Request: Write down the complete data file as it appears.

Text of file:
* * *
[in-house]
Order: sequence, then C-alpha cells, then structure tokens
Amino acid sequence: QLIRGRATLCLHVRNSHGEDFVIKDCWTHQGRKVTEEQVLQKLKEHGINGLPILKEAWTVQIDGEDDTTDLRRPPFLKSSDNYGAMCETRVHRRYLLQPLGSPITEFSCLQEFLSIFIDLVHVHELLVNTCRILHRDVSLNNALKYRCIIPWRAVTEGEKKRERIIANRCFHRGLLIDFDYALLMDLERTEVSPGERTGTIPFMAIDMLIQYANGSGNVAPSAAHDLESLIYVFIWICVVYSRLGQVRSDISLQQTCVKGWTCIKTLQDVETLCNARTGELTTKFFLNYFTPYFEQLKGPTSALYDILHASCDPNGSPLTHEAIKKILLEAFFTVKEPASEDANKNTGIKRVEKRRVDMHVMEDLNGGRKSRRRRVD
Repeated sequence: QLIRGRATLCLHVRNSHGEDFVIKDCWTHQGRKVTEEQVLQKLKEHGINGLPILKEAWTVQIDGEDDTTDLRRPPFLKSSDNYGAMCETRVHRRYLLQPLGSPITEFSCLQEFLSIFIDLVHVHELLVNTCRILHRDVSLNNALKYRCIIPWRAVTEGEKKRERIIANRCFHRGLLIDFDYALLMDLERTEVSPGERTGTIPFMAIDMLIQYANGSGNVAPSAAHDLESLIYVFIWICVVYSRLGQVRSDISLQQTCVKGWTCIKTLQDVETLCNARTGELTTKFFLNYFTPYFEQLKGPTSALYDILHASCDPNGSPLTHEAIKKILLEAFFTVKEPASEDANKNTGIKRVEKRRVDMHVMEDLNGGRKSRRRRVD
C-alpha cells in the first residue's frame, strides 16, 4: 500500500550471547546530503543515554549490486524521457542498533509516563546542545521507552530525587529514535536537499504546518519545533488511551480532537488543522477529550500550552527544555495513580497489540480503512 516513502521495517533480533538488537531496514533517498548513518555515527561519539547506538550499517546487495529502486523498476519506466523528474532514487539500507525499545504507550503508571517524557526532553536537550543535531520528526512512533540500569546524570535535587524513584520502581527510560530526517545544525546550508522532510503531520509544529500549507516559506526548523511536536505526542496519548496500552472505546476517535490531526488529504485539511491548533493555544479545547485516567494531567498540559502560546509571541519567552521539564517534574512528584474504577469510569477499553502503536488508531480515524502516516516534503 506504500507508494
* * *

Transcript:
[in-house]
Order: sequence, then C-alpha cells, then structure tokens
Amino acid sequence: QLIRGRATLCLHVRNSHGEDFVIKDCWTHQGRKVTEEQVLQKLKEHGINGLPILKEAWTVQIDGEDDTTDLRRPPFLKSSDNYGAMCETRVHRRYLLQPLGSPITEFSCLQEFLSIFIDLVHVHELLVNTCRILHRDVSLNNALKYRCIIPWRAVTEGEKKRERIIANRCFHRGLLIDFDYALLMDLERTEVSPGERTGTIPFMAIDMLIQYANGSGNVAPSAAHDLESLIYVFIWICVVYSRLGQVRSDISLQQTCVKGWTCIKTLQDVETLCNARTGELTTKFFLNYFTPYFEQLKGPTSALYDILHASCDPNGSPLTHEAIKKILLEAFFTVKEPASEDANKNTGIKRVEKRRVDMHVMEDLNGGRKSRRRRVD
Repeated sequence: QLIRGRATLCLHVRNSHGEDFVIKDCWTHQGRKVTEEQVLQKLKEHGINGLPILKEAWTVQIDGEDDTTDLRRPPFLKSSDNYGAMCETRVHRRYLLQPLGSPITEFSCLQEFLSIFIDLVHVHELLVNTCRILHRDVSLNNALKYRCIIPWRAVTEGEKKRERIIANRCFHRGLLIDFDYALLMDLERTEVSPGERTGTIPFMAIDMLIQYANGSGNVAPSAAHDLESLIYVFIWICVVYSRLGQVRSDISLQQTCVKGWTCIKTLQDVETLCNARTGELTTKFFLNYFTPYFEQLKGPTSALYDILHASCDPNGSPLTHEAIKKILLEAFFTVKEPASEDANKNTGIKRVEKRRVDMHVMEDLNGGRKSRRRRVD
C-alpha cells in the first residue's frame, strides 16, 4: 500500500550471547546530503543515554549490486524521457542498533509516563546542545521507552530525587529514535536537499504546518519545533488511551480532537488543522477529550500550552527544555495513580497489540480503512 516513502521495517533480533538488537531496514533517498548513518555515527561519539547506538550499517546487495529502486523498476519506466523528474532514487539500507525499545504507550503508571517524557526532553536537550543535531520528526512512533540500569546524570535535587524513584520502581527510560530526517545544525546550508522532510503531520509544529500549507516559506526548523511536536505526542496519548496500552472505546476517535490531526488529504485539511491548533493555544479545547485516567494531567498540559502560546509571541519567552521539564517534574512528584474504577469510569477499553502503536488508531480515524502516516516534503 506504500507508494